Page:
Lignin biojet project wins DARPA funding
A researcher at Washington State University has been selected to receive a Defense Advanced Research Projects Agency (DARPA) Young Faculty Award to support the development of a technology to produce biobased jet fuel. Bin Yang, an assistant professor at WSU Tri-Cities’ Department of Biological Systems Engineering and the Center for Bioproducts & Bioenergy, has been awarded a two-year $300,000 grant to support his project, titled “Jet Fuel Production from Biomass-Derived Lignin in Remote Locations.”
According to Yang, the production technology he is developing will efficiently convert lignin into biobased jet fuel. Feedstock for the process could be accessed from several different sources, including the lignin byproduct that comes out of either cellulosic ethanol production or pulp and paper mills. "Co-production of ethanol and jet fuel from biomass sources would significantly improve the total carbon use in biomass and make biomass conversion more economically viable,” Yang said. In other words, the co-location of cellulosic biofuel production and lignin jet fuel production would create efficiencies that could drive down the cost of production.
Yang also noted that while DARPA doesn’t fund many biofuel projects, the production of alternative fuels is incredibly important to the U.S. Department of Defense. The DOD realizes that it is important, in terms of national security, for our nation to be able to produce alternatives to petroleum-based jet fuel. The DOD’s interest in biofuel production is also good for the biorefining sector, as it should help expedite the ramp-up to commercial production.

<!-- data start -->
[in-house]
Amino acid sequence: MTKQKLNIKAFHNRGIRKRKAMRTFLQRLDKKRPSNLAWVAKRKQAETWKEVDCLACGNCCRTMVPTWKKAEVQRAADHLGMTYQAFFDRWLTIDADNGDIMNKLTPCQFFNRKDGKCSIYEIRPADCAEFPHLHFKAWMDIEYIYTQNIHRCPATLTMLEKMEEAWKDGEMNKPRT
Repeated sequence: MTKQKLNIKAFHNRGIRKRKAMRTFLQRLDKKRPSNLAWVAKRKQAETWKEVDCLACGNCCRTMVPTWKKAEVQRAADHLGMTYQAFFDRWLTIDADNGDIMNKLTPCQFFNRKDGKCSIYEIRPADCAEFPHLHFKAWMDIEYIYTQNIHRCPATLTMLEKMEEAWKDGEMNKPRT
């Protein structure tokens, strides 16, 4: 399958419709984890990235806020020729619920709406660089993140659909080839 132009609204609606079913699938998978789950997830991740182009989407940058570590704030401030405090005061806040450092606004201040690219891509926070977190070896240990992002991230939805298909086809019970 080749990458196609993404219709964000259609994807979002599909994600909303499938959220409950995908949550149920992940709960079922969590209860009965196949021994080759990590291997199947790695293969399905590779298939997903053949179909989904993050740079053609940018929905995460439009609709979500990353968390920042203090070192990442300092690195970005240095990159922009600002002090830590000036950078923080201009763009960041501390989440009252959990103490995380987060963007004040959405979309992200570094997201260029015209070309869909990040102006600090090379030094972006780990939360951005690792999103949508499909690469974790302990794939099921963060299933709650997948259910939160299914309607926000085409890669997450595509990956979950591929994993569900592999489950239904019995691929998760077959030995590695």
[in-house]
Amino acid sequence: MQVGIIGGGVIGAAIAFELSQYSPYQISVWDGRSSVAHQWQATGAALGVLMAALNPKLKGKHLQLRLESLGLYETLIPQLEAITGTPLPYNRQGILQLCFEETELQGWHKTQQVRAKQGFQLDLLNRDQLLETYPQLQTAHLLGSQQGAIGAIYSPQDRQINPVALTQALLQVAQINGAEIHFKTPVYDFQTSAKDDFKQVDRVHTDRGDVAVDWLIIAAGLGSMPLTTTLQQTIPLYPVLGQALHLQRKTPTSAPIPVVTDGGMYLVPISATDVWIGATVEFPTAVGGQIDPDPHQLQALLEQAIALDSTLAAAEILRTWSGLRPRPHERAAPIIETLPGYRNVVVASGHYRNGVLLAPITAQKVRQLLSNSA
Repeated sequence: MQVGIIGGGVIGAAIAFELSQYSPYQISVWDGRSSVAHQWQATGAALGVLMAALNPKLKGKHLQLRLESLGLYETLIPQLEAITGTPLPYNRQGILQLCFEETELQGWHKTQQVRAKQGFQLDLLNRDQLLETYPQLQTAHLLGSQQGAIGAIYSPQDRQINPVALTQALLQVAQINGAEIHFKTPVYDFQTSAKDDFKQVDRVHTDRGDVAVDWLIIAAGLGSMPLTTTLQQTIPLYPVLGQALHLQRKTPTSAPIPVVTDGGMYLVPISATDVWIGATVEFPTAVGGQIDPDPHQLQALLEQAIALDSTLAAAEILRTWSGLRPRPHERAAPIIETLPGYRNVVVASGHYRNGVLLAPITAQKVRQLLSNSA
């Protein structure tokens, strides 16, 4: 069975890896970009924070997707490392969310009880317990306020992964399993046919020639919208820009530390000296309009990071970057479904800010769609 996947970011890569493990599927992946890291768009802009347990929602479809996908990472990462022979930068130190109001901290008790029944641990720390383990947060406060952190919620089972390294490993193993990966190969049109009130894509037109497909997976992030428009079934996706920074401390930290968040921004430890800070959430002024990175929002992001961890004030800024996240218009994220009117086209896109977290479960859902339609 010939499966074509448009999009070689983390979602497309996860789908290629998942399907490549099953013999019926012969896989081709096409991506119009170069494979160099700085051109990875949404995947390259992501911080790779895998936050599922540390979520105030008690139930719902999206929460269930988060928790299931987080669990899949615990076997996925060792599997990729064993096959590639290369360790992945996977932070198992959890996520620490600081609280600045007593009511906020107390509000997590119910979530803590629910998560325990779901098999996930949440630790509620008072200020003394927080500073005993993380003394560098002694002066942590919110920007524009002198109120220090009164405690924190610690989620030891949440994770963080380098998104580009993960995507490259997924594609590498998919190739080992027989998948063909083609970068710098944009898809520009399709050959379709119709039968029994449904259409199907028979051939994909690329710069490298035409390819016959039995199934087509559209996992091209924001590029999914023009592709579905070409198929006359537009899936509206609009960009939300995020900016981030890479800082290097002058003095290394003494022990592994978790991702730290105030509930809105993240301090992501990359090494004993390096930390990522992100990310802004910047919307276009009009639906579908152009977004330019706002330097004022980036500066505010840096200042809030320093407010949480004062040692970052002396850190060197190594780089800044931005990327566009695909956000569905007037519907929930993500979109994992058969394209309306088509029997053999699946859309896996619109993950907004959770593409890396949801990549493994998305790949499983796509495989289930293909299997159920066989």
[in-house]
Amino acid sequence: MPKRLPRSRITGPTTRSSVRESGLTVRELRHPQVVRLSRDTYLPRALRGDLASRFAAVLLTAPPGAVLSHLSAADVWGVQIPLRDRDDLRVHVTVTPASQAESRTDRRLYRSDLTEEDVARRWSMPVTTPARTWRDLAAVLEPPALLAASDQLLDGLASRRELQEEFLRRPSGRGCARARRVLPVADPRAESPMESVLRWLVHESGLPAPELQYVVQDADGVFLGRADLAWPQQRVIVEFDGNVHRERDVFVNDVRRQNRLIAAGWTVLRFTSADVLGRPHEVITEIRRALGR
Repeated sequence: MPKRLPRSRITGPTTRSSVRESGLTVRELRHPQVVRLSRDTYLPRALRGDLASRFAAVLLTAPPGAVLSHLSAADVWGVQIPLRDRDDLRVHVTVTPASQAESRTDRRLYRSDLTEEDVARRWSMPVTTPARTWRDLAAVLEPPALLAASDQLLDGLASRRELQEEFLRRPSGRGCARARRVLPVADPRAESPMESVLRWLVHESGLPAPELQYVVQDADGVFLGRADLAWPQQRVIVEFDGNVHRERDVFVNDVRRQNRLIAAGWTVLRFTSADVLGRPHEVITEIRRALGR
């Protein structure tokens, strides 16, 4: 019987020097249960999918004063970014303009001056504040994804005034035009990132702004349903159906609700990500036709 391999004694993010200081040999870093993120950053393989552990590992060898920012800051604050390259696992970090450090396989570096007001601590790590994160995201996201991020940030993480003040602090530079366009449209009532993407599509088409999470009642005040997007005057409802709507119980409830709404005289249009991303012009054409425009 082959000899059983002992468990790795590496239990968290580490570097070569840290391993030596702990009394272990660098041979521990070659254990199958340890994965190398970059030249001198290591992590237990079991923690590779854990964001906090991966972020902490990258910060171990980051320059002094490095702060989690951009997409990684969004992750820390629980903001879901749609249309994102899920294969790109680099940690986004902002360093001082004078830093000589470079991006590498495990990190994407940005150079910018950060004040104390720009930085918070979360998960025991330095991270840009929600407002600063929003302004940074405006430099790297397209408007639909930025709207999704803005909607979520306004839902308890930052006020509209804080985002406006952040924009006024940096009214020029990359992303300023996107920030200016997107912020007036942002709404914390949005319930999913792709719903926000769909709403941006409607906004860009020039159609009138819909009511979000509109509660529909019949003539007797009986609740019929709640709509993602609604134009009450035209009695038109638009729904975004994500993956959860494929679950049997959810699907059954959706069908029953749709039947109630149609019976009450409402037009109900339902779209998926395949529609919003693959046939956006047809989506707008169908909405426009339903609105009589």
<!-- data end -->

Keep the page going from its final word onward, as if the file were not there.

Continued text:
"WSU has an impressive array of research and technologies that span feedstock development to conversion technologies for next generation aviation biofuels,” said Howard Grimes, vice president of research at WSU. "The recognition of Dr. Yang by DARPA is one more validation of the leadership role that WSU occupies in this important arena.”
A total of 407 applicants submitted proposals for this round of DARPA Young Faculty Award funding, with 39 applicants receiving awards. One other applicant received an award for lignin-based research. Penn State researcher Robert Rioux received a grant to support his project, titled “Lignin Depolymerization by Surface Organocatalysts in Ionic Liquids.”